On April 2, Manuel Orozco, Mariellen Jewers, Piero Coen and Gene Nigro discussed the economic and health consequences caused by Covid-19 to migrants and how it impacts Latin America and the Caribbean. Estimates show that remittances to LAC countries will register at a negative seven percent decline in 2020.
This analysis offers a glimpse of the potential impact of the Coronavirus Disease 2019 (COVID-19) pandemic on US immigrants and family remittances. Past events involving worldwide crises can offer insight as to how this pandemic will likely affect remittance transfers. Considering migrants’ financial and health vulnerabilities as well as the forecast recession, a conservative estimate shows that remittances will register a -3 percent decline in 2020 relative to 2019, from $77 billion to $75 billion.
This report analyzes trends in remittances to Latin America and the Caribbean in 2019 and explores the factors related to slowing remittance growth. Family remittances to the region grew by approximately 8% compared to 2018 and totaled nearly US$100 billion, which stands in contrast to the region’s slower economic growth of 0.6%.
This report analyzes the role of money transfer intermediaries on migrants sending remittances to Latin America and the Caribbean. We look at the current modernization of the payments industry, specifically as it relates to digital payments, analyzes trends in transfer costs, and discusses the proposed changes to the ‘Remittance Rule,’ including the consequences they may have on remittance senders.
La exclusión y la expulsión son los resultados de estructuras estatales dañadas, afectadas por muchos países en condiciones estatales fallidas, así como la ausencia de consenso o polarización social y política sobre el tipo de sujeto político que conforma la sociedad moderna.
Manuel Orozco interviews with Gabriela Fías of CNN Global Portfolio to discuss the relationship between political instability and remittances, highlighting the impact of US foreign policy on Latin American countries.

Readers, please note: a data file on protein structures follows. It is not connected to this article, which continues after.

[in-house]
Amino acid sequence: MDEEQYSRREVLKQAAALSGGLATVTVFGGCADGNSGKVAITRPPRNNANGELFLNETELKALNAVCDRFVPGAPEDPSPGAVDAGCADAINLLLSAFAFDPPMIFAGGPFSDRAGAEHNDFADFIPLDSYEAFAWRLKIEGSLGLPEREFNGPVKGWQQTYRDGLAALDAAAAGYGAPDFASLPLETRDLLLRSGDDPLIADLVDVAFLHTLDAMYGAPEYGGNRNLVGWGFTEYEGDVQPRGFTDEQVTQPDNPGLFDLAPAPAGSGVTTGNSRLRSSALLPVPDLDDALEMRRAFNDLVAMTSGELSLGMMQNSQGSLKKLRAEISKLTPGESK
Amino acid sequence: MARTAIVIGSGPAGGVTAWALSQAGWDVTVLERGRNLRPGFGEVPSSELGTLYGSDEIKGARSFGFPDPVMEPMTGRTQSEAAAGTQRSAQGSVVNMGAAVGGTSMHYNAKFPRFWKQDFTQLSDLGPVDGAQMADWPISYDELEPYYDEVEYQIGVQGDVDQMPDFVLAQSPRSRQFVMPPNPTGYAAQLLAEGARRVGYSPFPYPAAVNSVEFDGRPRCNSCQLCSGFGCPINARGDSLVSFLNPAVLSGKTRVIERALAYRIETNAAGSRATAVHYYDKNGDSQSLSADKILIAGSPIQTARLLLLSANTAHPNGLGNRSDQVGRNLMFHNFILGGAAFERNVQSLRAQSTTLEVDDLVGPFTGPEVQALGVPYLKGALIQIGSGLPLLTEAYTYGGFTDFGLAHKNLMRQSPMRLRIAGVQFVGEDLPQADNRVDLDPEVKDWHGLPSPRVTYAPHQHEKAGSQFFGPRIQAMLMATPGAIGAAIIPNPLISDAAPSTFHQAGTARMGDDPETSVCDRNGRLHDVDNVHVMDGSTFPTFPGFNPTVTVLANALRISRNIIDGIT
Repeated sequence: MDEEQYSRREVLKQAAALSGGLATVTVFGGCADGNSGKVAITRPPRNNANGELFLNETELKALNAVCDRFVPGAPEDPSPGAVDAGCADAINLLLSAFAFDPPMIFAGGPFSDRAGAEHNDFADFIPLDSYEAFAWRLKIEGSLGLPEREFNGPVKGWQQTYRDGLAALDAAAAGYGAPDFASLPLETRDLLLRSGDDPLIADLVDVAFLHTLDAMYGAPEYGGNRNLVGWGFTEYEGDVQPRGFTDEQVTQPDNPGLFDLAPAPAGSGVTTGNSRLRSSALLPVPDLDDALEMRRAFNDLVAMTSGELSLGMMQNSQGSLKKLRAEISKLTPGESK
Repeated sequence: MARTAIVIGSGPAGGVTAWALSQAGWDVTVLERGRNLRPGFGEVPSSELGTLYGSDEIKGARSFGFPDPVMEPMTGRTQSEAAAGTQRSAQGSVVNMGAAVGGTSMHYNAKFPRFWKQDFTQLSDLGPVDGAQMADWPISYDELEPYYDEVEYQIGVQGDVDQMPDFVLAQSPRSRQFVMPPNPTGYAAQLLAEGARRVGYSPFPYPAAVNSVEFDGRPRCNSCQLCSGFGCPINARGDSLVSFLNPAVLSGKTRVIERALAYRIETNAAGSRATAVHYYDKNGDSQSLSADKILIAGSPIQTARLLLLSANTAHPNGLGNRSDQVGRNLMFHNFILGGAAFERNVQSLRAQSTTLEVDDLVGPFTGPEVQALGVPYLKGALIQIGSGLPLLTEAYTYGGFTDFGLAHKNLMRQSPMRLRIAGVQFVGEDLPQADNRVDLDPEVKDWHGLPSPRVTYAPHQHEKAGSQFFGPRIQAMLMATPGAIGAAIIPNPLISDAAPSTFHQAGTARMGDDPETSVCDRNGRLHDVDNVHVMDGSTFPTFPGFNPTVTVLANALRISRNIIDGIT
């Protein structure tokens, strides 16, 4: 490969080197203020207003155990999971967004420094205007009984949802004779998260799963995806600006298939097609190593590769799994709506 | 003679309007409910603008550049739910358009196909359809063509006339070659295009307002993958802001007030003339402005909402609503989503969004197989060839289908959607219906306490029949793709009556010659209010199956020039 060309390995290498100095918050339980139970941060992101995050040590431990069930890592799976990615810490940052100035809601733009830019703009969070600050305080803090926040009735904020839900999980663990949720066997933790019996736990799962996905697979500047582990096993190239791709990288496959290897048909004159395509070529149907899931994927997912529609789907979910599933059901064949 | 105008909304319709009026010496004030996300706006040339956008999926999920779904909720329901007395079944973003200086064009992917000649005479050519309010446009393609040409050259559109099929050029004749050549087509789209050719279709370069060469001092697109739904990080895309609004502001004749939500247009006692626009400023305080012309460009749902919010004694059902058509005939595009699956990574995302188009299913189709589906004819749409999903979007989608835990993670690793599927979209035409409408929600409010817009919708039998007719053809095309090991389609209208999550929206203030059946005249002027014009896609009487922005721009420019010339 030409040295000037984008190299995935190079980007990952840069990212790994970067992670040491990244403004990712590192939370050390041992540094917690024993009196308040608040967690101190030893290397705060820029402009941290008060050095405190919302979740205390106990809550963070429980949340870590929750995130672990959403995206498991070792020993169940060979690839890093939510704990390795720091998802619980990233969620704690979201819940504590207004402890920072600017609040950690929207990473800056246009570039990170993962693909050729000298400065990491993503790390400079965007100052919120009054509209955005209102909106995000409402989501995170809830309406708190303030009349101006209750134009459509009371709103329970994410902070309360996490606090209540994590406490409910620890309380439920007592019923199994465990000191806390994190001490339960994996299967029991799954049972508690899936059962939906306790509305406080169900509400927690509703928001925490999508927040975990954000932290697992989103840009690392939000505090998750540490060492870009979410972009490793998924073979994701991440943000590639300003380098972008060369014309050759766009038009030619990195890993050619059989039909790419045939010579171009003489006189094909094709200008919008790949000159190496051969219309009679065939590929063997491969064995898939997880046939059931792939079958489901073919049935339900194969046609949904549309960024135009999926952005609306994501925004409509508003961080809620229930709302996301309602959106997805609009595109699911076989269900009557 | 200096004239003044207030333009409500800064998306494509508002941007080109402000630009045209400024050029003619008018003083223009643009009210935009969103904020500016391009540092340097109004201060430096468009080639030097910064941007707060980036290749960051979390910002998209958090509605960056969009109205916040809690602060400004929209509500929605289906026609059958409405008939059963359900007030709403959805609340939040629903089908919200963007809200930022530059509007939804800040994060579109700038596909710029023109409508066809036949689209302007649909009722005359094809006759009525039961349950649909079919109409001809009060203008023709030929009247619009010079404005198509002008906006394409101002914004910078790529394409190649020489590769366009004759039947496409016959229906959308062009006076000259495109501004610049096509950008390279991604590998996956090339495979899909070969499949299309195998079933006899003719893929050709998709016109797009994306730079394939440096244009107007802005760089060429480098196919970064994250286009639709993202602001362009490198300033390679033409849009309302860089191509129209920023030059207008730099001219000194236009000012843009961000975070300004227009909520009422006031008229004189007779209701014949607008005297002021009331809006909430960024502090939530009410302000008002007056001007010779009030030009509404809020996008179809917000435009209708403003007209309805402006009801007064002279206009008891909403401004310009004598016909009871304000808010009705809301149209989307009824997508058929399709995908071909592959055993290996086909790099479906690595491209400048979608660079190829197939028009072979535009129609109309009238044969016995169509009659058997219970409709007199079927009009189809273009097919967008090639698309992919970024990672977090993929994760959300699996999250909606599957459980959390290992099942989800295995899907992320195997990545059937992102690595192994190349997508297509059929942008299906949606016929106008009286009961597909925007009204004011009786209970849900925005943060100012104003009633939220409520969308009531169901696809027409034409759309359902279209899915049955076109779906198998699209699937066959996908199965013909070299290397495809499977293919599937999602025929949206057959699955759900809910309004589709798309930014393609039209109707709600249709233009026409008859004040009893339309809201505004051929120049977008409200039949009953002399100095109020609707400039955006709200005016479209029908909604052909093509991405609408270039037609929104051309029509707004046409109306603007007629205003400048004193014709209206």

Manuel Orozco, director of the Migration, Remittances & Development program at the Inter-American Dialogue, presented at the International Money Transfer and Payments Conference.
Understanding the future of migration and how it affects the region can offer cues as to the direction countries will take.
The September 2019 Newsletter of the Remittance Industry Observatory looks at Nigeria, a country with a complex history of migration and some of the largest remittance flows in Africa and presents a summary of a recent Congressional Hearing on Facebook’s proposed mobile wallet, Calibra.
On April 4, the Inter-American Dialogue hosted its yearly event on remittances to Latin America and the Caribbean, “Remittances to Latin America and the Caribbean in 2018.” The event brought together a panel of experts for a discussion of 2018 remittance flows, the outlook for 2019, and issues influencing the marketplace.
Each year, the Inter-American Dialogue analyzes remittances to the region, identifying areas of growth and new trends that are impacting how people send and receive money. Family remittances to Latin America and the Caribbean reached $85 billion in 2018, an important financial flow and a critical source of support for many households in the region.
Family remittances to Latin America and the Caribbean experienced nearly 10% growth in 2018, one of the largest growth rates in the past 10 years. Growth in remittances stands in stark contrast to the sluggish 1.9% economic growth rate for the region. The countries with the highest remittance growth rates in 2018 included Haiti, Colombia, Brazil, Guatemala and Paraguay.
Con los cambios de la política migratoria de Estados Unidos, se cuestiona el impacto que la finalización del Estatus de Protección Temporal tendrá sobre los países que envían remesas a sus países de origen. Manuel Orozco comenta para CNN sobre el impacto en Honduras, Nicaragua y El Salvador.
On January 25, 2018 the Inter-American Dialogue’s Migration, Remittances & Development Program hosted “Remittances to Latin America and the Caribbean in 2017,” an annual event presenting remittance flows to the region.
Remittances to Latin America and the Caribbean grew over 8% in 2017, according to new research by the Inter-American Dialogue.